In a separate bowl, whisk the egg yolks to blend lightly. Slowly whisk in the chocolate until well-mixed, the strain the mixture through a fine sieve into a large pitcher or measuring cup. Pour this equally into the ramekins. I recommend placing the pan with the ramekins into the oven without pulling out the rack that the pan sits on, and pouring the mixture in. This way, the mixture won’t splash up the sides of the ramekins like mine did. Pour boiling water into the roasting pan to come halfway up the sides of the ramekins.

Bake for 30-35 minutes until the custard is just set and a knife inserted into the custard comes out clean. Remove from the roasting pan and cool. Once cool, cover and chill. Decorate with a chocolate covered coffee bean before serving. You could also sprinkle on some powdered sugar cocoa powder or whipped cream.

Pipe Dream #138: To C Things Clearly – CC CAKE

I just want to throw out a little PSA for you all: you can now access the pictures on the photos tab of my blog. I didn’t even realize it wasn’t linked correctly, so sorry about that. Not that you particularly are trying to access my photos, but just in case, I thought I’d letcha know. Now, on to more important matters. Like this cake. Ahem.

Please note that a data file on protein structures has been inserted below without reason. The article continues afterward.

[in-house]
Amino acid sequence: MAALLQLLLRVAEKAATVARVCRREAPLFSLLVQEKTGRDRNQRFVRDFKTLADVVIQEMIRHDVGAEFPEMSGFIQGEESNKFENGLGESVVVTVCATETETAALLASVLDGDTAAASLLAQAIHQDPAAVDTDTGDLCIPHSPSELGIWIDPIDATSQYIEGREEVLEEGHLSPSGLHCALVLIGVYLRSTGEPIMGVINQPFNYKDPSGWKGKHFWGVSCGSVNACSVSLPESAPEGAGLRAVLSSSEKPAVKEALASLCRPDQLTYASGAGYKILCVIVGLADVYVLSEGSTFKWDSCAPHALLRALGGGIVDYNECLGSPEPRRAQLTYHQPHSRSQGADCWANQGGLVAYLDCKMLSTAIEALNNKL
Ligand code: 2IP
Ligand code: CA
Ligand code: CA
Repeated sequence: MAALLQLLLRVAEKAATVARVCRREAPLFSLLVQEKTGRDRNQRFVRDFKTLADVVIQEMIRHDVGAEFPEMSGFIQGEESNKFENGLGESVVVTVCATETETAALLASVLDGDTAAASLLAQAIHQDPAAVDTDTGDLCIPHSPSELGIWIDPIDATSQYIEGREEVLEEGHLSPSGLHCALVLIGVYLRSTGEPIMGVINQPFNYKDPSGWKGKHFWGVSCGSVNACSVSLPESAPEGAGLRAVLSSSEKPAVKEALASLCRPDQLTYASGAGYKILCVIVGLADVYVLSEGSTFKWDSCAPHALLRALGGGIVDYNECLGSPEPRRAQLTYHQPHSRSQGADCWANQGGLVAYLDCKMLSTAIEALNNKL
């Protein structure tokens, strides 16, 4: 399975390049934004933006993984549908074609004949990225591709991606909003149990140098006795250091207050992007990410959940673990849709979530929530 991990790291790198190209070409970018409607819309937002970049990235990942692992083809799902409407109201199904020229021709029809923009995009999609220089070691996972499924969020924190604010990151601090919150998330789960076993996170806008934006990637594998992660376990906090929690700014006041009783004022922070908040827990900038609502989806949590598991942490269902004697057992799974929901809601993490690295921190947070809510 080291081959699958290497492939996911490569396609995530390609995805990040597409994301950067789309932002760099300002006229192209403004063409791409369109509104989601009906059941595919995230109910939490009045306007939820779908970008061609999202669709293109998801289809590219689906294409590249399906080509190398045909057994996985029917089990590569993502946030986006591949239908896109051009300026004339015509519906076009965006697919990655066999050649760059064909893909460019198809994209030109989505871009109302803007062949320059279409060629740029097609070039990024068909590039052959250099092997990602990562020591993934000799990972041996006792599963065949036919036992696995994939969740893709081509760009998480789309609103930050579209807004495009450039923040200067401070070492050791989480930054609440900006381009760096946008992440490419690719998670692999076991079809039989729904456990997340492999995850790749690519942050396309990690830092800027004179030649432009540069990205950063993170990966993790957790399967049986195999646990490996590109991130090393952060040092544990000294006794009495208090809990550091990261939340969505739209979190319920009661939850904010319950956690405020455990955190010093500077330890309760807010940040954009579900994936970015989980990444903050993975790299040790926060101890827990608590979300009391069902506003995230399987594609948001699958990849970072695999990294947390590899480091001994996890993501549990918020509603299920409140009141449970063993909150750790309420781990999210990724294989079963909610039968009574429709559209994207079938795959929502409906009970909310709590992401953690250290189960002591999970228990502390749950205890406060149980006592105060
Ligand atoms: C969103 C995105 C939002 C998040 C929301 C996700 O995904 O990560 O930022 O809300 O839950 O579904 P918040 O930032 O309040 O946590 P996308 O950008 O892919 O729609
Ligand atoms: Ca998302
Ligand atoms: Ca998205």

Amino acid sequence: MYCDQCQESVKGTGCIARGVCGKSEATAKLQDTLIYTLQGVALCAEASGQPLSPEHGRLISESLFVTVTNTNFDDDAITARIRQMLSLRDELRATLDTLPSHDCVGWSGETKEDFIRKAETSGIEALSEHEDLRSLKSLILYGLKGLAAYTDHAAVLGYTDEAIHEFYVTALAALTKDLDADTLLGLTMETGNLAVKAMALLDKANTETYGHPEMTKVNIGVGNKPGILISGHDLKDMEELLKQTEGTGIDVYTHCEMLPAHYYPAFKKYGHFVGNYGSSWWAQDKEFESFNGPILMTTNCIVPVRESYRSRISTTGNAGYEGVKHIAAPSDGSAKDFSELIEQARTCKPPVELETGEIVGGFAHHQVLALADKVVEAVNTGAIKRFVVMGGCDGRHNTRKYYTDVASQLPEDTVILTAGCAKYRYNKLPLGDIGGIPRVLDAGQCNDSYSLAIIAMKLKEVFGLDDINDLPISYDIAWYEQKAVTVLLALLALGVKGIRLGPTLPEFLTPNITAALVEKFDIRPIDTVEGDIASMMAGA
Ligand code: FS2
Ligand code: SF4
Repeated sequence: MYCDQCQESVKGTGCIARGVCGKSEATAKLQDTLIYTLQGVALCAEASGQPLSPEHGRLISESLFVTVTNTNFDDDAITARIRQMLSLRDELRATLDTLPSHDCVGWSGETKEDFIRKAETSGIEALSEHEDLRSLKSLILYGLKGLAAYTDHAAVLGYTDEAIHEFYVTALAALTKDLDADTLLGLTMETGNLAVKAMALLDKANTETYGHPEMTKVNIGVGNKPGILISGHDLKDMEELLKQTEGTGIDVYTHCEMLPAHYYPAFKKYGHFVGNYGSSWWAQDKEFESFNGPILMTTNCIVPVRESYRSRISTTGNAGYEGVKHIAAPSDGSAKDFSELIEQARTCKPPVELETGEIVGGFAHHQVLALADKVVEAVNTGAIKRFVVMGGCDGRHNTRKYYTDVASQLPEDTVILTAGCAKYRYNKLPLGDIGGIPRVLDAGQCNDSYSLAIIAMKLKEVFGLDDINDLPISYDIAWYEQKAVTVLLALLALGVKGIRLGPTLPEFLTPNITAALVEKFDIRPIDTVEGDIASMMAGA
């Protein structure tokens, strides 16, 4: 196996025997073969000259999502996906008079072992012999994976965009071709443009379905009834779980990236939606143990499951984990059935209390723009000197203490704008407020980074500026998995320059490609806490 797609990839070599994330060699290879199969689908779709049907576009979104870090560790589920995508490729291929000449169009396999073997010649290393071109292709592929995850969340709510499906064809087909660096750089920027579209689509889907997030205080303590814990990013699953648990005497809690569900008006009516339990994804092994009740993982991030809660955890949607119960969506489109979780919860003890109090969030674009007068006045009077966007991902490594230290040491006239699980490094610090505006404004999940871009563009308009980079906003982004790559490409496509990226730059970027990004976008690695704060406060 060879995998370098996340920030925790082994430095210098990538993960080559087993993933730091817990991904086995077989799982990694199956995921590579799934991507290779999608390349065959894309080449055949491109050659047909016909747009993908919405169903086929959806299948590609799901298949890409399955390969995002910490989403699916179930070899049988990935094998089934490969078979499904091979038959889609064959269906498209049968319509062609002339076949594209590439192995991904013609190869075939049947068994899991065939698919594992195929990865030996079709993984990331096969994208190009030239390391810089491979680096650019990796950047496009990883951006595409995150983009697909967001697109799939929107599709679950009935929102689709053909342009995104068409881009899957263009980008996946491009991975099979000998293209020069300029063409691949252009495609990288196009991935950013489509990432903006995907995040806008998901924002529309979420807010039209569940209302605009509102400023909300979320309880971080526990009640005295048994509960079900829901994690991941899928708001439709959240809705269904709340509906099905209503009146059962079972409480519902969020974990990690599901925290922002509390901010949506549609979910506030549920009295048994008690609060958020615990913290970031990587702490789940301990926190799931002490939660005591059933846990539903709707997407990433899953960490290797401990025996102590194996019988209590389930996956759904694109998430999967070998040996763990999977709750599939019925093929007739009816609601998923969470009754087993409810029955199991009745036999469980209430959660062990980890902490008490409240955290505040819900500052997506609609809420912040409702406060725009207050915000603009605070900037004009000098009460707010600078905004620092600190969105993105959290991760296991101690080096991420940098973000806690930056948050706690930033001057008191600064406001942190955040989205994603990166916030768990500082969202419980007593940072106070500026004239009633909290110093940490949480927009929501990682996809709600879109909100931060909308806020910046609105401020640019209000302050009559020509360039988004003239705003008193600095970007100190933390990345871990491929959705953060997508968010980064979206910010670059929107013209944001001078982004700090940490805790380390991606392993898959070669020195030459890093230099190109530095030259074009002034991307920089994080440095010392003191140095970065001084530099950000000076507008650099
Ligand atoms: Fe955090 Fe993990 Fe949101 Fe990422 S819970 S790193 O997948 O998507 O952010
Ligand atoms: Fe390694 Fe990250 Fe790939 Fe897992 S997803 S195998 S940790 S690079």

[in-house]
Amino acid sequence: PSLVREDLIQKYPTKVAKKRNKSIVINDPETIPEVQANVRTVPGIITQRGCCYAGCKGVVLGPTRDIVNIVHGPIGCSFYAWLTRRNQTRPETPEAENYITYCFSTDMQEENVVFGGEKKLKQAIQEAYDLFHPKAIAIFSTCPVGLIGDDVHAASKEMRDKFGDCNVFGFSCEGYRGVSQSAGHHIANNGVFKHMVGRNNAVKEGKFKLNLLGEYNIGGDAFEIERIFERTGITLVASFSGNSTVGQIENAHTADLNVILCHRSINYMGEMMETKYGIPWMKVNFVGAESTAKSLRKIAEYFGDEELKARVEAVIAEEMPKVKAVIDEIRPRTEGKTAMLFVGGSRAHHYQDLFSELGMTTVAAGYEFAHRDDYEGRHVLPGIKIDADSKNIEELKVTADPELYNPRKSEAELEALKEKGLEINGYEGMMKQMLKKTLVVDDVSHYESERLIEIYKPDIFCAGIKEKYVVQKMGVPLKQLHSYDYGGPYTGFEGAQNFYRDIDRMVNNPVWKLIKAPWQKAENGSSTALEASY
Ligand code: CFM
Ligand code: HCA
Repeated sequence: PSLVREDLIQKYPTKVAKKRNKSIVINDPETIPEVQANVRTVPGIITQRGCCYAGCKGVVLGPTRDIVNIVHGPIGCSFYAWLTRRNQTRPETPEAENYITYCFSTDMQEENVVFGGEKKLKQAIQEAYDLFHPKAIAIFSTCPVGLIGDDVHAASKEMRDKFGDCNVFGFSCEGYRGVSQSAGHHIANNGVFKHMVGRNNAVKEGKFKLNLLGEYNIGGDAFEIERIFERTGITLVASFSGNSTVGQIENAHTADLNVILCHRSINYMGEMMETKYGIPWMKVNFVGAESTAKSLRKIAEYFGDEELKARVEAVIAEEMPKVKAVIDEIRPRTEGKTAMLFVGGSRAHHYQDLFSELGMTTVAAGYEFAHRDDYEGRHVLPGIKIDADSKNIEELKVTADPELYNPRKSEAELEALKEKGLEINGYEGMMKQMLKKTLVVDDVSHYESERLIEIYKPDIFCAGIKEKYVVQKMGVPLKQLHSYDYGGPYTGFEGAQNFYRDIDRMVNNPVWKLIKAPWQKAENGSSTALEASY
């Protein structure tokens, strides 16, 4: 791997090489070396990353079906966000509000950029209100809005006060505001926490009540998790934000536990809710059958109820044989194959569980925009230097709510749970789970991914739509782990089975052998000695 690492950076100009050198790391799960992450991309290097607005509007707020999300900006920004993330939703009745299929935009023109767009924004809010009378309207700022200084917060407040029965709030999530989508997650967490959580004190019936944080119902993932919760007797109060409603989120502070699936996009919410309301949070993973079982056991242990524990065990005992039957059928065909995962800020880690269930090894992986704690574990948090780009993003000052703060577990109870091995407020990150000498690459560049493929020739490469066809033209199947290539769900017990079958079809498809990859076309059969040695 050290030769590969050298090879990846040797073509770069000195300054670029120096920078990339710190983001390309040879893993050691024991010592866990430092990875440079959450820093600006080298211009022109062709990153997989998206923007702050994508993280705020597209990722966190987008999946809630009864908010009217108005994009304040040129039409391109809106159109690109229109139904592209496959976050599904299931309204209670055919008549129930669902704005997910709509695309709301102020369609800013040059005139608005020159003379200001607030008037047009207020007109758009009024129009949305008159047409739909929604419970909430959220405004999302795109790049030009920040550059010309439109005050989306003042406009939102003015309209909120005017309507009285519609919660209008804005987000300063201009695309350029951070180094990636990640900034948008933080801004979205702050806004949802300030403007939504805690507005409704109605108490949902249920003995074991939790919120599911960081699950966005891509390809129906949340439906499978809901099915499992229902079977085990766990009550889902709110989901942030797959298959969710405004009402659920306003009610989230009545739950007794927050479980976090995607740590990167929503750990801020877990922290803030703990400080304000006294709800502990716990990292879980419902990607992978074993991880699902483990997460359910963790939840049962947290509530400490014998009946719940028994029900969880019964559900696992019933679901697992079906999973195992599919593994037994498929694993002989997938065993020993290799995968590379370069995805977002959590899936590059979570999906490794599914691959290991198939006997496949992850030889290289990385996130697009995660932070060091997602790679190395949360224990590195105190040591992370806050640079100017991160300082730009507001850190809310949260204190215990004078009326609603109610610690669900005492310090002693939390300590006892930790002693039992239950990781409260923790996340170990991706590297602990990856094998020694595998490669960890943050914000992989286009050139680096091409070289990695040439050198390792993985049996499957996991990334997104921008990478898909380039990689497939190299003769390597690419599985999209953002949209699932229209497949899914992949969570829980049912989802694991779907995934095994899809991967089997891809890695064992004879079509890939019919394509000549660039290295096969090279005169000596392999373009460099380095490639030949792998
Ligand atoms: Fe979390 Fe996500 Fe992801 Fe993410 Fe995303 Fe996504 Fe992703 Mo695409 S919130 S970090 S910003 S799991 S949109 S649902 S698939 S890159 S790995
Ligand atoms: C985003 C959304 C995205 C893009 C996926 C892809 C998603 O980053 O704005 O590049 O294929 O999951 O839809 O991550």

I have been waiting so long to share this cake with you. Given the serious backlog of recipes that I have yet to post, this cake has taken a while to make its way to the fore, but aren’t you so glad it finally did? It’s like, the prettiest thing I have made in the last six months.

But that is not even the best part. The best part is that this cake is my own! Technically, I was inspired by Caribou and my mum’s love of their Cafe Canela coffee drink that was out this spring, but it was my idea to turn it into a cake. And actually, that idea is not super brilliant or different given that I turn lots of things into cakes…

But still. This cake felt special and original and not just something I found on someone else’s food blog that is sweeter than mine so I decided to copy them.

‘Canela’ means ‘cinnamon’ in both Portuguese and Spanish. (I googled this, as I was part of the 20 percent of kids who didn’t take Spanish in high school. Would you even learn the word for cinnamon in high school Spanish?) The drink I based this recipe on was a combination of espresso, orange and cinnamon, so I tried to incorporate all of those elements into the cake.

The cake layers were vanilla. You can find my previous post on this fab vanilla cake here. You could use a box mix, though. No judgement from me. I filled the layers with espresso French cream, which was really a combination of whipped cream and espresso pastry cream. It was lighter than straight espresso cream, I thought, and added a nice moistness to the cake.